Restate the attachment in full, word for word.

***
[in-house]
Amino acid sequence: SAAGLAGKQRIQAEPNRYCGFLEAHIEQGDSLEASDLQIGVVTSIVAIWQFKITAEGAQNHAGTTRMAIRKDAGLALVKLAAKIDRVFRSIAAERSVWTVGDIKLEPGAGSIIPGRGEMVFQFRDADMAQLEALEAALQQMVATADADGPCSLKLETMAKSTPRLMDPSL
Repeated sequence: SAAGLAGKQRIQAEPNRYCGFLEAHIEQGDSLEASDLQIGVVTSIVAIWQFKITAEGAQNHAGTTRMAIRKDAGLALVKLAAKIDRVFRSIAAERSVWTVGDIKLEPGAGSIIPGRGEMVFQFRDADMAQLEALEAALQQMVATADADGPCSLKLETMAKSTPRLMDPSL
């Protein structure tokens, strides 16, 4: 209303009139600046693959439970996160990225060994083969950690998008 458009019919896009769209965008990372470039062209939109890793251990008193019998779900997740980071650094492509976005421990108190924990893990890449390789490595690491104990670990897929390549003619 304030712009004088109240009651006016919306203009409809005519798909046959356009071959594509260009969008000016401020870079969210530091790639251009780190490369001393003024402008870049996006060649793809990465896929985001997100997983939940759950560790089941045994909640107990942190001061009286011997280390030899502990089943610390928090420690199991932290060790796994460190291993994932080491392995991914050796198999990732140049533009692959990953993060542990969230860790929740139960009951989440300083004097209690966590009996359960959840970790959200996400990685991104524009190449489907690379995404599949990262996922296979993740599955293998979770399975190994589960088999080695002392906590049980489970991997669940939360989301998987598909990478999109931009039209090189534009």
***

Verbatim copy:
[in-house]
Amino acid sequence: SAAGLAGKQRIQAEPNRYCGFLEAHIEQGDSLEASDLQIGVVTSIVAIWQFKITAEGAQNHAGTTRMAIRKDAGLALVKLAAKIDRVFRSIAAERSVWTVGDIKLEPGAGSIIPGRGEMVFQFRDADMAQLEALEAALQQMVATADADGPCSLKLETMAKSTPRLMDPSL
Repeated sequence: SAAGLAGKQRIQAEPNRYCGFLEAHIEQGDSLEASDLQIGVVTSIVAIWQFKITAEGAQNHAGTTRMAIRKDAGLALVKLAAKIDRVFRSIAAERSVWTVGDIKLEPGAGSIIPGRGEMVFQFRDADMAQLEALEAALQQMVATADADGPCSLKLETMAKSTPRLMDPSL
């Protein structure tokens, strides 16, 4: 209303009139600046693959439970996160990225060994083969950690998008 458009019919896009769209965008990372470039062209939109890793251990008193019998779900997740980071650094492509976005421990108190924990893990890449390789490595690491104990670990897929390549003619 304030712009004088109240009651006016919306203009409809005519798909046959356009071959594509260009969008000016401020870079969210530091790639251009780190490369001393003024402008870049996006060649793809990465896929985001997100997983939940759950560790089941045994909640107990942190001061009286011997280390030899502990089943610390928090420690199991932290060790796994460190291993994932080491392995991914050796198999990732140049533009692959990953993060542990969230860790929740139960009951989440300083004097209690966590009996359960959840970790959200996400990685991104524009190449489907690379995404599949990262996922296979993740599955293998979770399975190994589960088999080695002392906590049980489970991997669940939360989301998987598909990478999109931009039209090189534009």